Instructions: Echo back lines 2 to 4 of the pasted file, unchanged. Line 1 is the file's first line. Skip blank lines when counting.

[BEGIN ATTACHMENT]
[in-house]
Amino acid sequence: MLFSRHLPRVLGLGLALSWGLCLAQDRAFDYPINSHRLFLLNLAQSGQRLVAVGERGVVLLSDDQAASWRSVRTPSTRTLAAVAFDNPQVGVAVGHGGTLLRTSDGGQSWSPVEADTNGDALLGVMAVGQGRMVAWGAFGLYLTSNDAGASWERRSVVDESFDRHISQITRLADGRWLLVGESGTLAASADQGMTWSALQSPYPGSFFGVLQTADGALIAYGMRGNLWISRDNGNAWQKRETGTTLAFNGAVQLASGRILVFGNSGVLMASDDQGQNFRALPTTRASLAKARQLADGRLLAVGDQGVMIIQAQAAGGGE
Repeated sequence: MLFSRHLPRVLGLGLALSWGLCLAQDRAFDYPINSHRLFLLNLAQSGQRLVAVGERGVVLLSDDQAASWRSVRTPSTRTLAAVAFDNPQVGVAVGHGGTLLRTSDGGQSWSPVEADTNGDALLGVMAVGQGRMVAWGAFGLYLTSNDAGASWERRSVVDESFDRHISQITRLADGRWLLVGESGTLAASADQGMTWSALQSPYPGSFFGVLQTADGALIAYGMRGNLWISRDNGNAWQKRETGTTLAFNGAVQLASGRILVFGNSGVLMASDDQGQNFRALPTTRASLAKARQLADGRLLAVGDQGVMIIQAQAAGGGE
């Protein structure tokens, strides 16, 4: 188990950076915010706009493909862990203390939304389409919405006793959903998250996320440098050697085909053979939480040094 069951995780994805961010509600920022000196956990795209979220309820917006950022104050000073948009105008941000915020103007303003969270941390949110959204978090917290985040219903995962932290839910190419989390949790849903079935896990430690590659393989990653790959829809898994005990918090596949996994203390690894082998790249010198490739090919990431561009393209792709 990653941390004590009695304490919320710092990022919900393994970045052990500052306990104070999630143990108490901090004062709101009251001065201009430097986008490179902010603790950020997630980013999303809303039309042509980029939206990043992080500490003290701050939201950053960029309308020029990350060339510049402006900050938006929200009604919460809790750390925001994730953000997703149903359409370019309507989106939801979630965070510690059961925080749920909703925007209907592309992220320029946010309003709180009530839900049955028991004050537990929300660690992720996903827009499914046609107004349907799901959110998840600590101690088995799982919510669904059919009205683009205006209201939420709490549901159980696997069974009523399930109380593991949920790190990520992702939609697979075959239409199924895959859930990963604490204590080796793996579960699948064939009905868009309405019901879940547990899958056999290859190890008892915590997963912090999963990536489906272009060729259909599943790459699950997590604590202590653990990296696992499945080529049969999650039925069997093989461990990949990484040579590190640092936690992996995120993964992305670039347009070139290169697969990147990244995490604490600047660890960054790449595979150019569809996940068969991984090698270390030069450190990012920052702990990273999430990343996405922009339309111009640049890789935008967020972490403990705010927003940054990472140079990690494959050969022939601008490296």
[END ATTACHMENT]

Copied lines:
Amino acid sequence: MLFSRHLPRVLGLGLALSWGLCLAQDRAFDYPINSHRLFLLNLAQSGQRLVAVGERGVVLLSDDQAASWRSVRTPSTRTLAAVAFDNPQVGVAVGHGGTLLRTSDGGQSWSPVEADTNGDALLGVMAVGQGRMVAWGAFGLYLTSNDAGASWERRSVVDESFDRHISQITRLADGRWLLVGESGTLAASADQGMTWSALQSPYPGSFFGVLQTADGALIAYGMRGNLWISRDNGNAWQKRETGTTLAFNGAVQLASGRILVFGNSGVLMASDDQGQNFRALPTTRASLAKARQLADGRLLAVGDQGVMIIQAQAAGGGE
Repeated sequence: MLFSRHLPRVLGLGLALSWGLCLAQDRAFDYPINSHRLFLLNLAQSGQRLVAVGERGVVLLSDDQAASWRSVRTPSTRTLAAVAFDNPQVGVAVGHGGTLLRTSDGGQSWSPVEADTNGDALLGVMAVGQGRMVAWGAFGLYLTSNDAGASWERRSVVDESFDRHISQITRLADGRWLLVGESGTLAASADQGMTWSALQSPYPGSFFGVLQTADGALIAYGMRGNLWISRDNGNAWQKRETGTTLAFNGAVQLASGRILVFGNSGVLMASDDQGQNFRALPTTRASLAKARQLADGRLLAVGDQGVMIIQAQAAGGGE
């Protein structure tokens, strides 16, 4: 188990950076915010706009493909862990203390939304389409919405006793959903998250996320440098050697085909053979939480040094 069951995780994805961010509600920022000196956990795209979220309820917006950022104050000073948009105008941000915020103007303003969270941390949110959204978090917290985040219903995962932290839910190419989390949790849903079935896990430690590659393989990653790959829809898994005990918090596949996994203390690894082998790249010198490739090919990431561009393209792709 990653941390004590009695304490919320710092990022919900393994970045052990500052306990104070999630143990108490901090004062709101009251001065201009430097986008490179902010603790950020997630980013999303809303039309042509980029939206990043992080500490003290701050939201950053960029309308020029990350060339510049402006900050938006929200009604919460809790750390925001994730953000997703149903359409370019309507989106939801979630965070510690059961925080749920909703925007209907592309992220320029946010309003709180009530839900049955028991004050537990929300660690992720996903827009499914046609107004349907799901959110998840600590101690088995799982919510669904059919009205683009205006209201939420709490549901159980696997069974009523399930109380593991949920790190990520992702939609697979075959239409199924895959859930990963604490204590080796793996579960699948064939009905868009309405019901879940547990899958056999290859190890008892915590997963912090999963990536489906272009060729259909599943790459699950997590604590202590653990990296696992499945080529049969999650039925069997093989461990990949990484040579590190640092936690992996995120993964992305670039347009070139290169697969990147990244995490604490600047660890960054790449595979150019569809996940068969991984090698270390030069450190990012920052702990990273999430990343996405922009339309111009640049890789935008967020972490403990705010927003940054990472140079990690494959050969022939601008490296």